Over the week-end speakers from all over the world continued to address such issues as how to organise a municipalist platform; how to deal with the challenges of mobility and pollution; comparing commoning experiments; municipalism in towns and rural areas; housing, gentrification and tourism – a huge challenge in our host city; public space; transparency and the fight against corruption; radical democracy in city councils; social networks; creating non-state institutions; crowdfunding ethics; creating a participatory municipalist candidacy and the economy.
On the Sunday, there was also a chance to catch up on the innovative work which Barcelona has been doing since September 2015, when Ada Colau launched a call for the creation of a network of 'Cities of Refuge' co-signed by the mayors of Paris, Lesbos and Lampedusa, and later joined by many others across Europe, to support one another in welcoming refugees. She was one of the first city mayors to contest state blockages in parliament and call for direct EU funding to cities to circumvent the national deadlock in the crisis - a crisis they insisted that was not one of migration but of Europe.
At the roundtable on sanctuary and refugee cities, Ignasi Calvo was joined by Liora Danan, Chief Of Staff at NYC Mayor’s Office of Immigrant Affairs, New York City; Daniel Gutierrez, Interventionistische Linke, Berlin; Xristina Moschovidou, Omnes voluntary association, Kilkis, Greece; and Amélie Canonne, Emmaus International, Paris to share what they had learned about the role of cities and towns in challenging the rise of the far right and how local governments and social movements can work to protect human rights and forge inclusive, non-ethnocentric identities.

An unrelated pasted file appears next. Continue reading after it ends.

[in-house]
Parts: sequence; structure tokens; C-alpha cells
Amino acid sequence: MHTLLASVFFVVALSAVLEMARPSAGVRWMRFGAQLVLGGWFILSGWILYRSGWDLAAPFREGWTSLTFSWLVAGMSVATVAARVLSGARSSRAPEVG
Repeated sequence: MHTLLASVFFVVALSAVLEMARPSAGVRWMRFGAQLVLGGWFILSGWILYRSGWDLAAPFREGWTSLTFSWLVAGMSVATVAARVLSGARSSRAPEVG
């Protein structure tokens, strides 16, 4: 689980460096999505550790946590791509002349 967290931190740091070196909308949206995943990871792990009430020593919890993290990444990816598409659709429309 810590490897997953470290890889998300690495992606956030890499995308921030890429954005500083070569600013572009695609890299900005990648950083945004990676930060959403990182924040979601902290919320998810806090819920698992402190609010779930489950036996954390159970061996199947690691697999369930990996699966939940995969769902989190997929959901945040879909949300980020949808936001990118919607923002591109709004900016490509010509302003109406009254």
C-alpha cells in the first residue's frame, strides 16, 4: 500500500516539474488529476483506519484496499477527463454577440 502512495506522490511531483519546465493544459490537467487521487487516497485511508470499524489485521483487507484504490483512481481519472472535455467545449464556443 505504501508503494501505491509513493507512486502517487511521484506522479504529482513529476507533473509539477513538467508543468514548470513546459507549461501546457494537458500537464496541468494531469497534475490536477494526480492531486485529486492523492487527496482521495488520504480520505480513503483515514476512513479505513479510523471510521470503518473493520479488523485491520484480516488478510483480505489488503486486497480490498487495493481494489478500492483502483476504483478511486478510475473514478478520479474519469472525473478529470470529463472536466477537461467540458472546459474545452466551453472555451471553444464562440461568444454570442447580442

Sunny Hundal caught up with the Barcelona Refuge City coordinator after the session to see what has changed over the last year since he came to talk to us at Cities of Welcome, Cities of Transit.  
Hear more about the precious resource which is 'Fearless cities’ from Daniel Gutierrez, an activist from Berlin who spoke about the frustrations of the confused policies from the German government that make it harder for local institutions to properly help out. So how does Berlin deal with refugees nowadays?

And from the city of Philadelphia, Helen Gym, a councillor bearing passionate witness to the fight against racism and how people like her are resisting Trump’s Government and striving to make her city work as a Sanctuary City.

Had enough of ‘alternative facts’ and immigrant-bashing? openDemocracy is different - join us and hear from Elif Shafak, Brian Eno, Peter Oborne, Sultan al-Qassemi, Birgitta Jonsdottir & many more on what we can do together in 2017.